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  5. "У собаки длинный язык."

"У собаки длинный язык."

Translation:The dog has a long tongue.

December 1, 2015

16 Comments


https://www.duolingo.com/profile/R_Andersson

Речь об этой собачке?


https://www.duolingo.com/profile/wayne902574

I would have chosen dog, but the hint gave 'dogs'.


https://www.duolingo.com/profile/IronedSandwich

собака is nominative singular, собаки is nominative plural, собаки is genitive singular, собак is genitive plural


https://www.duolingo.com/profile/vitaoma

It's interesting to contrast that for Ancient Greeks, language was related to the glottis (as when we say "polyglot") rather than the tongue.


https://www.duolingo.com/profile/Bertovich

The dog has a long language!


https://www.duolingo.com/profile/cbn620

Suddenly confused as to why exactly here we should say собаки and not собака... I'm a hopeless idiot and I never learn! I mean I didn't get it wrong because I could tell it wasn't a plural and thus it must be different grammar rule, but I don't know which one.


https://www.duolingo.com/profile/Shady_arc

у is a preposition that always requires Genitive—regardless of which of its meanings you need.


https://www.duolingo.com/profile/Miknairb

Does this mean 'sobaki' is a genitive form of a dog (singular)?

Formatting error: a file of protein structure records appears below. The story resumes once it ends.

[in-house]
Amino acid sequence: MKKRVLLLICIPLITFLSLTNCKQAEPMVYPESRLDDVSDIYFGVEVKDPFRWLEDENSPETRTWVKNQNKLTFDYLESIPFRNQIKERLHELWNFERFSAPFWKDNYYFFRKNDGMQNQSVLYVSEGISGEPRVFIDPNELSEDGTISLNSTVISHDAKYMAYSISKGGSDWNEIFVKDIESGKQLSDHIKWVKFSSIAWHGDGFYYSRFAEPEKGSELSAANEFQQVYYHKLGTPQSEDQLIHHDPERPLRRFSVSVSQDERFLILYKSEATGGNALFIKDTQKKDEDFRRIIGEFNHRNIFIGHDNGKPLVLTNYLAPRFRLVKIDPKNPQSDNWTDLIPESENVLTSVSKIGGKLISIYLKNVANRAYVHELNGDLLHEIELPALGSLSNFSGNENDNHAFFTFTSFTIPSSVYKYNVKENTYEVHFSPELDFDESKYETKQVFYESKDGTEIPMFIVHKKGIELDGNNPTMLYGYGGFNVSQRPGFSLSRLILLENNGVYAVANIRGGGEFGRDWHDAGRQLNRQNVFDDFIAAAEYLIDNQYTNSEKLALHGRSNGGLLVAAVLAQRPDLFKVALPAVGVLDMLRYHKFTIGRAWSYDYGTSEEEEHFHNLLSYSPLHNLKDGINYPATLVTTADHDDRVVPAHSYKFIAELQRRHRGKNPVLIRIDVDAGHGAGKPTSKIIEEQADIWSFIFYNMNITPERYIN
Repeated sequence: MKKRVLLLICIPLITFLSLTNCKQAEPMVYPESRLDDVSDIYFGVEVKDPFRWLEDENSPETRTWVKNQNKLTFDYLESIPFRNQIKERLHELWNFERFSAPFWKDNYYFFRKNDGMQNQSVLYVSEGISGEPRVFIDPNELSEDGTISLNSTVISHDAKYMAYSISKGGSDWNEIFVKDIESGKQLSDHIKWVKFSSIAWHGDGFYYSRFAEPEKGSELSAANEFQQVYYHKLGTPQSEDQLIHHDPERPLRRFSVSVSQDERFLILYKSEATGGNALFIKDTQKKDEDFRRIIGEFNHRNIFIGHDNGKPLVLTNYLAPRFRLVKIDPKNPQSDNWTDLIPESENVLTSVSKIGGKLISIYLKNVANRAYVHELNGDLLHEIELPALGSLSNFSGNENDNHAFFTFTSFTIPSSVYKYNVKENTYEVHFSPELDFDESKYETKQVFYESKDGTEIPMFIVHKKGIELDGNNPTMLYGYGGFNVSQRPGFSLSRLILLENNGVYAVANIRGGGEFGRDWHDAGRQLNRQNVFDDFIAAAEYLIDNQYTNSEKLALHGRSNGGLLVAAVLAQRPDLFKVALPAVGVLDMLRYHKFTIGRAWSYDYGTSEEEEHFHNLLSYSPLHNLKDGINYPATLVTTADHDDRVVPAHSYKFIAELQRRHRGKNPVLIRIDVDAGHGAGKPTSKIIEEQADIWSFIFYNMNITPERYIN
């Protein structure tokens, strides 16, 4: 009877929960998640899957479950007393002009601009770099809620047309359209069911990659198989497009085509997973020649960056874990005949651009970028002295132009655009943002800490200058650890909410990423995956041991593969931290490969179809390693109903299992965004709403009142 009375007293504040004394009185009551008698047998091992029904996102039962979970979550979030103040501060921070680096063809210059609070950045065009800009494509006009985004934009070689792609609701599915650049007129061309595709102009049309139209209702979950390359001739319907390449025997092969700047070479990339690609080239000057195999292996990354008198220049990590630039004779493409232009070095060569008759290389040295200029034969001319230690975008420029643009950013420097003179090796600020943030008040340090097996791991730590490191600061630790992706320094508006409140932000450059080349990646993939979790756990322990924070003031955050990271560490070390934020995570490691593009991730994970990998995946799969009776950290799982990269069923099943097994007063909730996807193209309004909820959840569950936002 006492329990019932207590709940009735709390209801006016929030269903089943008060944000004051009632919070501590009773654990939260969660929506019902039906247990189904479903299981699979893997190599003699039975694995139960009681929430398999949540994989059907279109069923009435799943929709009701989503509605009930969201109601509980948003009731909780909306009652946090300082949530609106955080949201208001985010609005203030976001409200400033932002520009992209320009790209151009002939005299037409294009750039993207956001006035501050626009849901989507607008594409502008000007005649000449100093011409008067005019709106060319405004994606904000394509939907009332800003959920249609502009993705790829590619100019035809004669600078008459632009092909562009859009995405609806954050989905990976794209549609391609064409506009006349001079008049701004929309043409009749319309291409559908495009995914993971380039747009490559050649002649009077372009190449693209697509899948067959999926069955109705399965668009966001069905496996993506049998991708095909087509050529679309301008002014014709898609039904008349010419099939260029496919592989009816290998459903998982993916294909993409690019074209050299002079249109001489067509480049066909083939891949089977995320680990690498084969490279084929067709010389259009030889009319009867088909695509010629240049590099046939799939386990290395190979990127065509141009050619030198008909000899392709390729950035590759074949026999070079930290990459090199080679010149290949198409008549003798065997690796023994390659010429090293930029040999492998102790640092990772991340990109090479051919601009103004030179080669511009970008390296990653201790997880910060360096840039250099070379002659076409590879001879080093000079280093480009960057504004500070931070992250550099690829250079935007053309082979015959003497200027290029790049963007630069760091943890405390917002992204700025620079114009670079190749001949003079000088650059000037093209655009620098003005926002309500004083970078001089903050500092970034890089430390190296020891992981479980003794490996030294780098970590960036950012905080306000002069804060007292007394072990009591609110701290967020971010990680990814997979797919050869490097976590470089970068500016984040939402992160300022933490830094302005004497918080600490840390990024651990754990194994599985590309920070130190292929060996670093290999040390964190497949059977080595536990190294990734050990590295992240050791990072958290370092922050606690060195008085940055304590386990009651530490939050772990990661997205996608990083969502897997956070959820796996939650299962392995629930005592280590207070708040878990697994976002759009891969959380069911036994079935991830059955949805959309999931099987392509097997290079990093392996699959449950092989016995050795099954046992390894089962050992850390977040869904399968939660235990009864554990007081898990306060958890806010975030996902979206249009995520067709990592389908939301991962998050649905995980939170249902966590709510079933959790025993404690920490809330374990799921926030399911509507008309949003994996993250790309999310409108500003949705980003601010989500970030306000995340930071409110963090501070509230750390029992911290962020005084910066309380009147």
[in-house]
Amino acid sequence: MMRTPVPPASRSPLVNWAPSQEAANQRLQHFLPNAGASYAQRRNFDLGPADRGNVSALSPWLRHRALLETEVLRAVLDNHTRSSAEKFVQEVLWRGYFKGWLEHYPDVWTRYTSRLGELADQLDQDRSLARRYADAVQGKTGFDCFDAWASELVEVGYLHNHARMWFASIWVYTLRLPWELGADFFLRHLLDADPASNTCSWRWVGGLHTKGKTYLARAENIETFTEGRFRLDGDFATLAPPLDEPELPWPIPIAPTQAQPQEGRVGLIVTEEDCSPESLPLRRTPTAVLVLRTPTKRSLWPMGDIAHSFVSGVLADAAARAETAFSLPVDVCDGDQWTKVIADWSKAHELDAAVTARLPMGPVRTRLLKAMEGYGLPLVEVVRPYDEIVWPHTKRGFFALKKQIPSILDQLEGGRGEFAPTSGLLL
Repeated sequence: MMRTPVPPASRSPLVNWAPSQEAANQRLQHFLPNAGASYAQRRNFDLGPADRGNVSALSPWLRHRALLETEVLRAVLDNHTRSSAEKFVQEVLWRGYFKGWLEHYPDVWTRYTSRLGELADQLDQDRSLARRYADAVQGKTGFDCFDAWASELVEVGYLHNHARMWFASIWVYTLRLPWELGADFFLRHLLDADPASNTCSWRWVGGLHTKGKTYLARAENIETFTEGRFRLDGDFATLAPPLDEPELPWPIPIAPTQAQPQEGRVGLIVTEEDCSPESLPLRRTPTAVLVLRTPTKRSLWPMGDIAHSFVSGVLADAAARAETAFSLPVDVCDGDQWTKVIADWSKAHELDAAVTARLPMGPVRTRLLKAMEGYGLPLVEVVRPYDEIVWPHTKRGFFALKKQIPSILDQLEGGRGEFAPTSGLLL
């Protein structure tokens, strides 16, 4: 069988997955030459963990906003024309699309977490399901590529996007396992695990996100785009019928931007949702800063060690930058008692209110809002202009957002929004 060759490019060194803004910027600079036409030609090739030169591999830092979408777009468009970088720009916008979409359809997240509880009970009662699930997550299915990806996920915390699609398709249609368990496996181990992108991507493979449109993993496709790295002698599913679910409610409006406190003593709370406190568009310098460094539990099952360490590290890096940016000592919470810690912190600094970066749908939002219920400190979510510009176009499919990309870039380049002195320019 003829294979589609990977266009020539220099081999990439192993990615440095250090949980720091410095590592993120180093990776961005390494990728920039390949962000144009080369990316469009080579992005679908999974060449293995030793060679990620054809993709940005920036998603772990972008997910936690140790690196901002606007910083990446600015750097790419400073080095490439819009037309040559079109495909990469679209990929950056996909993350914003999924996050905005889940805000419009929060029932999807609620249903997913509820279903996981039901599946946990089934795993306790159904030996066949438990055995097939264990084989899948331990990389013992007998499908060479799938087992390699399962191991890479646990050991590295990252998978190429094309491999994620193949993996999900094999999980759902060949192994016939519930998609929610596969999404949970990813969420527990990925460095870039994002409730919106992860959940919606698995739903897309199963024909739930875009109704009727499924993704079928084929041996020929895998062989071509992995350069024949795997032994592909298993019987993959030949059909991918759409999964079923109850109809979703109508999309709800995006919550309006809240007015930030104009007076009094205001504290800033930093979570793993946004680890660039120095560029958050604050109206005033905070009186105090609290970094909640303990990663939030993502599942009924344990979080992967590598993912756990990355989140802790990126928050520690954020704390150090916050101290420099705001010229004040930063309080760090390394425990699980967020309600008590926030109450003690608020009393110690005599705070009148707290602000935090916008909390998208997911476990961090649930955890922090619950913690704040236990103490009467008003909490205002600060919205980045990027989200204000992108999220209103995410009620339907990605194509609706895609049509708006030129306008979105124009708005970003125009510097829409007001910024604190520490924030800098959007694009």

https://www.duolingo.com/profile/bsalinasz13

It is singular genitive for dog.


https://www.duolingo.com/profile/Miknairb

Thank you for your response.


https://www.duolingo.com/profile/SortedSand

Is there no word difference for "language" and "tongue"?


https://www.duolingo.com/profile/Shady_arc

Nay, absolutely no difference.


https://www.duolingo.com/profile/Chrabia297

What's the difference between долгий and длинный?


https://www.duolingo.com/profile/LukasArriK

Wow, in italy we form a phrase un the same way, i mean, if i say that i am learning a language we litteraly say: i learning the spanish tongue


https://www.duolingo.com/profile/Don163650

Interesting. Tongue and language are the same word. 1000 years ago tongue meant almost the same as language too, but now the only time you read that is in ancient biblical translations.


https://www.duolingo.com/profile/Shady_arc

Yes, nowadays English mostly uses the word "language" derived from the Latin word for tongue.

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